Musculoskeletal Tissue Engineering

Our laboratory focuses on the effects of biophysical and biochemical factors on chondrogenesis and the development of tissue-engineered cartilage and meniscus. Engineered musculoskeletal tissues can be used to restore cartilage function after traumatic cartilage injuries and may prevent diseases such as arthritis and osteoarthritis.

Our overall aim is to develop a transplantable biocomposite to restore function to cartilage of traumatized joints using tissue-engineering techniques. These techniques include the use of autologous adult stem cells, encapsulated drug delivery, biomaterial development and bioreactors.

Native CartilageNative Cartilage

Modulation of Tissue Development by Mechanical Loading

  • We designed a biaxial loading device for the investigation of the effects of dynamic biaxial mechanical loading (compressive and shear strain) on tissue-engineered cartilage. (Bilgen et al. 2012)

Biaxial Loading BioreactorBiaxial Loading Bioreactor

Stem Cell Chondrogenesis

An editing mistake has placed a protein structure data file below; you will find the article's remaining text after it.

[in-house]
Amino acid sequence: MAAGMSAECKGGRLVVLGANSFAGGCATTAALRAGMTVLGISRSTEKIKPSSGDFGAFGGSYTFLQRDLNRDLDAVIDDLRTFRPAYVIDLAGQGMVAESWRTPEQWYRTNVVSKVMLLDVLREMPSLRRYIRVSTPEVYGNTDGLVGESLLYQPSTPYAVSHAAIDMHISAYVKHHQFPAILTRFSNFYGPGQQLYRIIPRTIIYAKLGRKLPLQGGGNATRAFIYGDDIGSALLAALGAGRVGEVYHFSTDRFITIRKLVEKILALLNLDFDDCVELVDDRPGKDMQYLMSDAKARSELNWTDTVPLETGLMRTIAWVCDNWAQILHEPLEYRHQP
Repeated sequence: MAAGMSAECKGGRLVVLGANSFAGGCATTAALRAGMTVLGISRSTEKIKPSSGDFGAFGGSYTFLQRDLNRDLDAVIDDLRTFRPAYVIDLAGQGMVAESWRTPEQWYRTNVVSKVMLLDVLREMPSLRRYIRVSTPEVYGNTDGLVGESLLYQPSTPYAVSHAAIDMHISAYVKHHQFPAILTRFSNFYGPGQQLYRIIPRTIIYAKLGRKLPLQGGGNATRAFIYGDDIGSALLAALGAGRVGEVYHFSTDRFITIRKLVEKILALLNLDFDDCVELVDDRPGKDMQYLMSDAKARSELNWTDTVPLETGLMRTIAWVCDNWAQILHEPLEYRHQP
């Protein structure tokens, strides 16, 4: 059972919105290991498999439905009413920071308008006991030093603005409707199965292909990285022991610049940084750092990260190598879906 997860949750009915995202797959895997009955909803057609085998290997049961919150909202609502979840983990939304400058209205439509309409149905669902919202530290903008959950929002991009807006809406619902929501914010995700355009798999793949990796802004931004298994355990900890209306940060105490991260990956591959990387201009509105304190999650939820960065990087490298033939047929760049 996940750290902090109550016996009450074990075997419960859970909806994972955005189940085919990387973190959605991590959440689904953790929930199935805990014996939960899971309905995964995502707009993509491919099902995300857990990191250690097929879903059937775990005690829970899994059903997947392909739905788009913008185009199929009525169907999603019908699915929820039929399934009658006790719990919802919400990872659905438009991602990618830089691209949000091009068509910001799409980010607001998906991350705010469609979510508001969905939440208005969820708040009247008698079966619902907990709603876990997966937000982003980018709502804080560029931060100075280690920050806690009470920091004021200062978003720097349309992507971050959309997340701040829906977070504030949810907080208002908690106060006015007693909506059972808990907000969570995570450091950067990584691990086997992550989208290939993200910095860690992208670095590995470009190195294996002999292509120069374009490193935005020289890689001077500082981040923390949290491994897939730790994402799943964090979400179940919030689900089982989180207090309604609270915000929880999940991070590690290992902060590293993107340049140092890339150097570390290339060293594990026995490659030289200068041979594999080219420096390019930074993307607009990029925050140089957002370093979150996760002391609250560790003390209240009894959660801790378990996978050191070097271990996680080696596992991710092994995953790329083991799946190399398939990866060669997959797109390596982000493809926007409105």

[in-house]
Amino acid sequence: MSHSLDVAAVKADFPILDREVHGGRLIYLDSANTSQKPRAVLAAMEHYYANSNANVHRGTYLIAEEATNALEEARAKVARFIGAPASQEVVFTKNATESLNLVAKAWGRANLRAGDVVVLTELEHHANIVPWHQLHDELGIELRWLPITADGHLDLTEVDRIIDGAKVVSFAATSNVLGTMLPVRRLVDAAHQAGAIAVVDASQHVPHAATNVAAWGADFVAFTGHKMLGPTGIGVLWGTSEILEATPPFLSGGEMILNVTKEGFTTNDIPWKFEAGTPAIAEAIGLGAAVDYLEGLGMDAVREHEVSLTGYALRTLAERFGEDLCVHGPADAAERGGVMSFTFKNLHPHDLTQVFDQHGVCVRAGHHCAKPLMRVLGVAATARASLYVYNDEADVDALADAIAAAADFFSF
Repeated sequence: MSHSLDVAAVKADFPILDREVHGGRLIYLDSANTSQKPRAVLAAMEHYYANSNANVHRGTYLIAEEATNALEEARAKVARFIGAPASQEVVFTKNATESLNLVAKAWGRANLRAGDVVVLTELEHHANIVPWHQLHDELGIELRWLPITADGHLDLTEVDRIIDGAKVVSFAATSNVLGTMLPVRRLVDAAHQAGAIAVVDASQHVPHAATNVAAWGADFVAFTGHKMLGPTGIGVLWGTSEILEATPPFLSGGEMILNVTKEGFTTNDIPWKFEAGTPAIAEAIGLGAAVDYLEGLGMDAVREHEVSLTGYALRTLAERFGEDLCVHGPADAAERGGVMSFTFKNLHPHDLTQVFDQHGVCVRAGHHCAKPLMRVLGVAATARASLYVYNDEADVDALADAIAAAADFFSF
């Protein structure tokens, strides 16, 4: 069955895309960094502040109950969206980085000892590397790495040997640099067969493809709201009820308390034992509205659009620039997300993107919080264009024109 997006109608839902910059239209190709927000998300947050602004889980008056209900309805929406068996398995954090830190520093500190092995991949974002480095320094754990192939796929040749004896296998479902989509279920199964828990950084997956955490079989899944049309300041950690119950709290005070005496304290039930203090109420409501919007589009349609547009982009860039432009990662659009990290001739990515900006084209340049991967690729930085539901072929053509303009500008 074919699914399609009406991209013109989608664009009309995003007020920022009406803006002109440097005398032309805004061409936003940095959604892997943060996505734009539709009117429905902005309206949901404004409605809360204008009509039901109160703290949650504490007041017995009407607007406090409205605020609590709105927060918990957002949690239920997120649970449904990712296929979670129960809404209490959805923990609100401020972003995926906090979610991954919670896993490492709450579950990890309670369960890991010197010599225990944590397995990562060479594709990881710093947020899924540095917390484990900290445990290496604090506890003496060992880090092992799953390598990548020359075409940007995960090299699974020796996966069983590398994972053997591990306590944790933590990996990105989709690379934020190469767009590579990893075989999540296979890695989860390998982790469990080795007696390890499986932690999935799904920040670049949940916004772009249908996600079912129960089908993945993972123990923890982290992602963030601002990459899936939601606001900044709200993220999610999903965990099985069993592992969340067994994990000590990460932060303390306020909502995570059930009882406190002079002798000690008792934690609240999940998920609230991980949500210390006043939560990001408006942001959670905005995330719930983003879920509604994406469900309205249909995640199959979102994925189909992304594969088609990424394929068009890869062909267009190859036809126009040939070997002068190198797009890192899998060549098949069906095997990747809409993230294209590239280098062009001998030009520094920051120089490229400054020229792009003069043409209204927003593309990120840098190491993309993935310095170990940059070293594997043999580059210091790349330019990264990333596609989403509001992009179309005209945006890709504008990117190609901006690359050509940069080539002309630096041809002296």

• We are working to optimize the chondrogenic ability of stem cells using co-cultures and growth factors. Synovial-derived stem cells could be a potential adult stem cell source for musculoskeletal tissue repair and regeneration. (Bilgen et al. 2009)

Synovial Membrane CellsSynovial Membrane CellsSynovial Derived Mesenchymal Stem CellsSynovial Derived Mesenchymal Stem Cells

Decellularized Tissues as Scaffolds

  • Decellularization of cartilage is a potential alternative for chondral repair and regeneration. (Bautista et al. 2016)

Decellularized Cartilage, 40X: Safranin-ODecellularized Cartilage, 40X: Safranin-O   Chondrocytes on Decellularized MatrixChondrocytes on Decellularized Matrix

Characterization of Collagen Organization

  • We have developed quantitative methods that are necessary to analyze the collagen fiber orientation in cartilage (References).

Articular Cartilage TEM: Collagen Fibers in Transitional ZoneArticular Cartilage TEM: Collagen Fibers in Transitional ZoneArticular Cartilage TEM: Collagen Fibers in Deep ZoneArticular Cartilage TEM: Collagen Fibers in Deep Zone